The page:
So let’s just fast-forward to the end of the chapter. Let’s fast-forward about half a millennium, five hundred years on. The Roman Empire is clearly in control. They don’t manage to get Scotland, but they’re doing a pretty good job otherwise—good ol’ Hadrian’s Wall. And it is in that environment, where Rome apparently reigns supreme, that divinity steps down into time in the form of an angel and appears to the most unlikely slip of a girl called Mary and makes this declaration: “Do not be afraid, Mary, for you[’ve] found favor with God. And behold, you will conceive in your womb and bear a son, and you shall call his name Jesus.” That would be enough, wouldn’t it? “He will be [called] great … will be called the Son of the Most High [God].” Notice: “And the Lord God will give to him the throne of his father David, and he will reign over the house of Jacob forever, and of his kingdom there will be no end.” In other words, the stone in Daniel 2 is about to appear. The kingdom comes first in the appearing of Jesus, continues in the proclamation of the gospel throughout the world—which is where we are now—and will be brought to consummation when Christ returns in power and in great glory.
So the already and the not yet is there as the Scriptures unfold, and here we live. And aren’t we so often just like those disciples, who were so desperately in need of the work of the Holy Spirit? We won’t take time to throw them under the bus, but they did not do a particularly good job of picking up on the clear instruction of the greatest teacher who has ever lived. And even after his resurrection, as he meets with them, what is their preoccupation? The kingdom! And they have a question: “Jesus, are you at this time going to reveal the kingdom to Israel? Are you going to actually bring it all to fruition?” They are thinking geographically. They are thinking nationally. They are thinking wrongly.
So Jesus says, “It’s not for you to fiddle about with times and seasons.” Would to God that many of us had just paid attention to such a simple observation; it would’ve saved us a lot of time reading books. But, “It is not for you to know the times and the seasons. They’re not irrelevant, but it’s not your preoccupation. Let me tell you what I want you to do: I want you to go into all the world and to preach the gospel, to make disciples of all nations. For that is how my kingdom comes. That is how my will is done. That is how the kingdom will be ushered in.” Not national, not territorial, not spatial, but international.
In fact, the quest of humanity that is revealed in the United Nations, in the G8, in the European Common Market—that is an understandable quest, isn’t it? The quest for reconciliation between people who have routinely been at animosity with one another is an understandable quest. And when we read our Bibles, we find that that is actually answered only in one place, and that is at the cross of the Lord Jesus Christ.
And so we have to go out and say that to the world. And our intelligent friend says, “Are you kidding me? Are you suggesting for a moment that the pivotal event of human history took place outside of Jerusalem all that time ago in the death of a Galilean carpenter whose name was Jesus?” And you’re gonna swallow hard, and then you’re going to say, “That’s exactly what I’m telling you. And I’m not surprised at your reaction, because Paul, who once thought as apparently you think, wrote to the Corinthians, and he says, ‘My dear friends, this message of the gospel is absolute foolishness to those who are perishing. But to those who are being saved it is the power of God’”—the same power that God revealed in giving to his servant Daniel the ability to interpret the dark, disturbing doubts of a pagan king, 600 BC.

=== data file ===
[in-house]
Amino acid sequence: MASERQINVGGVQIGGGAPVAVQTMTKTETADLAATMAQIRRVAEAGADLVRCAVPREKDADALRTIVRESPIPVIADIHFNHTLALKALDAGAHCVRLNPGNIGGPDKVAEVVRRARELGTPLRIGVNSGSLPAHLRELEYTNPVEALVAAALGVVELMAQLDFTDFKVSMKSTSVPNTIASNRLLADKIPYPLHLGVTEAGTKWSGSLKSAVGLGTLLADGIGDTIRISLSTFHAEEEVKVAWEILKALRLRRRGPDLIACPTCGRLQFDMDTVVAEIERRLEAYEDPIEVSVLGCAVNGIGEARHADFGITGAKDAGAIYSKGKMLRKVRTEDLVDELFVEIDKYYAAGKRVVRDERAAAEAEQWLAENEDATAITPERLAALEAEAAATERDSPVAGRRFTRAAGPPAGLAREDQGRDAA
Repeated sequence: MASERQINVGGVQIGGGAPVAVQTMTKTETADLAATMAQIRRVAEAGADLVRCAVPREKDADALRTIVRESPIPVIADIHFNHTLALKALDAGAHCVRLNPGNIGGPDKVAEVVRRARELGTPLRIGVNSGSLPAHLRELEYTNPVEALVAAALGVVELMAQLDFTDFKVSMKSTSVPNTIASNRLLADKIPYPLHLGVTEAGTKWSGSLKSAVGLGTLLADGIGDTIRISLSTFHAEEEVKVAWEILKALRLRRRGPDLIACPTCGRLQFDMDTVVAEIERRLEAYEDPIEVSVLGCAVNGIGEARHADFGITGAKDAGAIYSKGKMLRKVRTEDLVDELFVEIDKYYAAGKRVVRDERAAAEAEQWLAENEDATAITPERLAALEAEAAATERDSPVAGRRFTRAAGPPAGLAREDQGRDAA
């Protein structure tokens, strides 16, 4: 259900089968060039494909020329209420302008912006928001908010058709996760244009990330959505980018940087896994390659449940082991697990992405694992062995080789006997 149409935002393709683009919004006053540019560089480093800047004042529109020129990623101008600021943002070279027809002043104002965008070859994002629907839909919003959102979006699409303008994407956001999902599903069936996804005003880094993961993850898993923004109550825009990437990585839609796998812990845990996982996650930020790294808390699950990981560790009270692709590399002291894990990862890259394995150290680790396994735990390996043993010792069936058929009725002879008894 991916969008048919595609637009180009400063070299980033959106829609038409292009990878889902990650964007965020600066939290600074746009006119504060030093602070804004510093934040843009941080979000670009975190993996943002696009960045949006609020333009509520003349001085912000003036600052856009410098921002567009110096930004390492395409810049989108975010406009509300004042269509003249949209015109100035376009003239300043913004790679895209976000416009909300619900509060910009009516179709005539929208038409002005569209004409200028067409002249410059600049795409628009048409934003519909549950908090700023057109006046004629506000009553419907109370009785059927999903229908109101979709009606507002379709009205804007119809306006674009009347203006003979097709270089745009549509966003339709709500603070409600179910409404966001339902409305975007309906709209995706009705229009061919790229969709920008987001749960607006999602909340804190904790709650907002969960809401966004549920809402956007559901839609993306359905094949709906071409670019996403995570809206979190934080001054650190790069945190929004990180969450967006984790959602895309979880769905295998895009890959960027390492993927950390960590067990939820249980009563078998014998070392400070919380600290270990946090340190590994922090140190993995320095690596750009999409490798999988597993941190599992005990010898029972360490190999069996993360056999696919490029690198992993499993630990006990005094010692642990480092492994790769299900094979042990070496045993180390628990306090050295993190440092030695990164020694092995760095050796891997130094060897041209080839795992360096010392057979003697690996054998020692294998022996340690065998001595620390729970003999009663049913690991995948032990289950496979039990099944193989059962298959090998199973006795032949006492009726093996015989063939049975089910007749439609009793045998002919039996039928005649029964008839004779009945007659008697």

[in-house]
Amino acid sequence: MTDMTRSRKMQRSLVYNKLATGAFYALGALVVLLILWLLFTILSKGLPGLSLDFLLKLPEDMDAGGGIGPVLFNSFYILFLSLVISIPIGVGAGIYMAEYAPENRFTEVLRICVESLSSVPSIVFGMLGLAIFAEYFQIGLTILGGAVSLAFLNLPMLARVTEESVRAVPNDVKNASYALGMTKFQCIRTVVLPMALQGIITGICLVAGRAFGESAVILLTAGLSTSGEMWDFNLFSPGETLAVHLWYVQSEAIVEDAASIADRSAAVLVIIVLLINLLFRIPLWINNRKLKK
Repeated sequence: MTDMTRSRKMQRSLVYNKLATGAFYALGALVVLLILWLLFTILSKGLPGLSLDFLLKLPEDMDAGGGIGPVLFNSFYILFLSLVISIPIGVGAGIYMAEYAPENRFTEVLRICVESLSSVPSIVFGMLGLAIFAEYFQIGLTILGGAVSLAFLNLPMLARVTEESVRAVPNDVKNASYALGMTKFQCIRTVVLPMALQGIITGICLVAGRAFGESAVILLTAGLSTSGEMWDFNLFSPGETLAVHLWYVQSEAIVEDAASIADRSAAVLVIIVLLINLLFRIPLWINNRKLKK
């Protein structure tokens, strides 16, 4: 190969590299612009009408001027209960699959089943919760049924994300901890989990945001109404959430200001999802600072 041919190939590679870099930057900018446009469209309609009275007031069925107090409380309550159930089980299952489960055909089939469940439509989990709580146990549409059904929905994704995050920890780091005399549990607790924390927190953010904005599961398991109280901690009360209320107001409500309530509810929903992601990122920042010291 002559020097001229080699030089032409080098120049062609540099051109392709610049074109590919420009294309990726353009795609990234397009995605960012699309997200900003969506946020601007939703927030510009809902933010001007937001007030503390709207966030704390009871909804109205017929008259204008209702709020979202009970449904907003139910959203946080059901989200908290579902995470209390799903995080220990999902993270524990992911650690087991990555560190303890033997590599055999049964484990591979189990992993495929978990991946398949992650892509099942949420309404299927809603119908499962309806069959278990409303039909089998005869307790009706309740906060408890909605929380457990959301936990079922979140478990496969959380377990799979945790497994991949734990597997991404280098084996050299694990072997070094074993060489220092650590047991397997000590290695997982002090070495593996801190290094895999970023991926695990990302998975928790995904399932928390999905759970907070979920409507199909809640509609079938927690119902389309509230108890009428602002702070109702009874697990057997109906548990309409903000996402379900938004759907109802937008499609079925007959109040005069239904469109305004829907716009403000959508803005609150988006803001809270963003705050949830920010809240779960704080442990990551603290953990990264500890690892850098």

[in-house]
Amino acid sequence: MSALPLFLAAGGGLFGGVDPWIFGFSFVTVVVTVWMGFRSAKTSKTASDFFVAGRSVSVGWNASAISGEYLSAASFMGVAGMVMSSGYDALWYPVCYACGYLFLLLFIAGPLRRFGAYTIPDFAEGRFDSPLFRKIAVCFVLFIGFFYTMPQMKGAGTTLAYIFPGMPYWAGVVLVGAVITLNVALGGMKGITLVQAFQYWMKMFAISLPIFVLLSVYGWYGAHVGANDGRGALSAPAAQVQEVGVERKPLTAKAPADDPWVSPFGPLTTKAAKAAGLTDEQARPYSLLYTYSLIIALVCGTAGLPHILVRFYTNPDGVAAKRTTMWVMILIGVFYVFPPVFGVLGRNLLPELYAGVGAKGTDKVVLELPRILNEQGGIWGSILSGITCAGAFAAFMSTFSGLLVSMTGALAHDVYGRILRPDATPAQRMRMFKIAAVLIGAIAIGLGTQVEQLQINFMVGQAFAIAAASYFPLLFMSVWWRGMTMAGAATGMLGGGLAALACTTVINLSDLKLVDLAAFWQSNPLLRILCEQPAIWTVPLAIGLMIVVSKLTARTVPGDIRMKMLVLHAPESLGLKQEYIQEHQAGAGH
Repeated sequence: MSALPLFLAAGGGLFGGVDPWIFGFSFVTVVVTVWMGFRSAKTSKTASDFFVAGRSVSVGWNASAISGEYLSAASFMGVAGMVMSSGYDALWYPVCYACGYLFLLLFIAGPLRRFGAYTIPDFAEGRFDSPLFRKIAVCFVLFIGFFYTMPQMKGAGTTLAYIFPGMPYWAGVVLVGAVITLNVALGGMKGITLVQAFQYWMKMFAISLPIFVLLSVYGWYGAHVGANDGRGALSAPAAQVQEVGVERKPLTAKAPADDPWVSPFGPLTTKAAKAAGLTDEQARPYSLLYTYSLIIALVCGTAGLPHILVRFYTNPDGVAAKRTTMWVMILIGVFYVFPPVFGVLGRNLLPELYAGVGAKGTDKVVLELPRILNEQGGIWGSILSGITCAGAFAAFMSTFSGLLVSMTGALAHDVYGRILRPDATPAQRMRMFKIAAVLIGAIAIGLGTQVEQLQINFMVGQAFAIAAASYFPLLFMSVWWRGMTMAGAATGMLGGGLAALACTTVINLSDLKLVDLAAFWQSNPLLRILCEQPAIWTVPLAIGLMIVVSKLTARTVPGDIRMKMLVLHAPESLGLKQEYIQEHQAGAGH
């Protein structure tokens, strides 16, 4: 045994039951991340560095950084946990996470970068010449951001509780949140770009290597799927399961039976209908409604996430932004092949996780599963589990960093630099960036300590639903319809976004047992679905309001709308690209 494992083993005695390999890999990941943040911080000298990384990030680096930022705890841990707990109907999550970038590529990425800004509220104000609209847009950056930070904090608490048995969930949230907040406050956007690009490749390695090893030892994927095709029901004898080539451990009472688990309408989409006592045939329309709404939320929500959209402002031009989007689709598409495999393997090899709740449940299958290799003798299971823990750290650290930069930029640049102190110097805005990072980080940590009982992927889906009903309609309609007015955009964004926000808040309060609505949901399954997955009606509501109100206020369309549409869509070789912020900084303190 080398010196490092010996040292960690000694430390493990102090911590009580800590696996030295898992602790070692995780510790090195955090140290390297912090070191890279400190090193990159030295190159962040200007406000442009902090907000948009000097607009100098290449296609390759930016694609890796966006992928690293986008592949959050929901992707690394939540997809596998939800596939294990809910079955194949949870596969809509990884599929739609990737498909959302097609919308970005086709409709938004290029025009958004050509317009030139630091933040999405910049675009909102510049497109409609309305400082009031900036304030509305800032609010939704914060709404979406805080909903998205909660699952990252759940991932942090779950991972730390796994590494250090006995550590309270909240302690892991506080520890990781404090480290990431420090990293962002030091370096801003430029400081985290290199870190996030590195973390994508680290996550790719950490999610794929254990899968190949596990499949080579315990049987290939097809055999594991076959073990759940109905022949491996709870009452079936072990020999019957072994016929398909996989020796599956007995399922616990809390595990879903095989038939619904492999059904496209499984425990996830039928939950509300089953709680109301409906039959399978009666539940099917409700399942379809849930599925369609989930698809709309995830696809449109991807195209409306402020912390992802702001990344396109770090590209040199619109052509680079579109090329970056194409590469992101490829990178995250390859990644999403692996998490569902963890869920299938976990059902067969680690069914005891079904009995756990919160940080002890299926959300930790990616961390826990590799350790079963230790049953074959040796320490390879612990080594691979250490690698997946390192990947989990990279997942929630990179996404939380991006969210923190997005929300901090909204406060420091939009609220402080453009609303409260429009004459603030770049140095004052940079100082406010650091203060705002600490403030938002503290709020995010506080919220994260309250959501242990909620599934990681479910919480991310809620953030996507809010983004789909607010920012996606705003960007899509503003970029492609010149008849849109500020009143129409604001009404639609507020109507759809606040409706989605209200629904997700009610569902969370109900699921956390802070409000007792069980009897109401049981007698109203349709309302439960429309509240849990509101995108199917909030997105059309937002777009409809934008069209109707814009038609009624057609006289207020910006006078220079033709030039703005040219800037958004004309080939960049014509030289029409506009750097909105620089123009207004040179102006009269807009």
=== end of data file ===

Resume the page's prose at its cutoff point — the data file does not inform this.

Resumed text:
Thank you, Father, that when we get to the end of the Bible, we realize that the kingdoms of our world have become the kingdoms of our Lord and of his Christ, and he will reign forever and ever! This does not make us bombastic or proud. It is immensely humbling. Immensely humbling.
And can it be that I should gain
An interest in the Savior’s blood?
Died he for me, who caused his pain?
[To] me, who … death pursued?
Amazing love! how can it be,
That thou, my God, [would] die for me?
Lord, help us to display this amazing love of the Lord Jesus by life and via lip as you give to us days remaining upon this earthly journey. For we pray, commending our loved ones, our friends, and our enemies into your care. In Christ’s name. Amen.
 Charles Hart, “The Music of the Night” (1986).
 See Matthew 2:13–18.
 Friedrich Nietzsche, Thus Spake Zarathustra, pt. 2, chap. 24. Paraphrased.
 Reinhold Niebuhr, The Nature and Destiny of Man: A Christian Interpretation, vol. 1, Human Nature (London: Nisbet, 1941), 201.
 Ronald S. Wallace, The Message of Daniel: The Lord Is King, The Bible Speaks Today (Leicester, England: Inter-Varsity, 1979), 51.
 Ray Evans, “Que Sera, Sera (Whatever Will Be, Will Be)” (1956).
 Don Schlitz, “The Gambler” (1978). Lyrics lightly altered.
 Nehemiah 4:9 (NIV).
 Robert Grant, “O Worship the King” (1833).
 1 Peter 5:6 (KJV).
 See 1 Peter 2:8.
 Psalm 1:4 (KJV).
 John Ellerton, “The Day Thou Gavest, Lord, Is Ended” (1870). Lyrics lightly altered.
 Luke 1:30–33 (ESV).
 See Mark 13:26.
 Acts 1:6 (paraphrased).
 Acts 1:7 (paraphrased).
 Matthew 28:19 (paraphrased).
 1 Corinthians 1:18 (paraphrased).
 See Revelation 11:15.
 Charles Wesley, “And Can It Be, That I Should Gain?” (1738).
Copyright © 2021, Alistair Begg. Used by permission. All rights reserved.
Unless otherwise indicated, all Scripture quotations for sermons preached on or after November 6, 2011 are taken from The ESV® Bible (The Holy Bible, English Standard Version®), copyright © 2001 by Crossway, a publishing ministry of Good News Publishers. Used by permission. All rights reserved.
For sermons preached before November 6, 2011, unless otherwise indicated, all Scripture quotations are taken from The Holy Bible, New International Version® (NIV®), copyright © 1973 1978 1984 by Biblica, Inc.TM Used by permission. All rights reserved worldwide.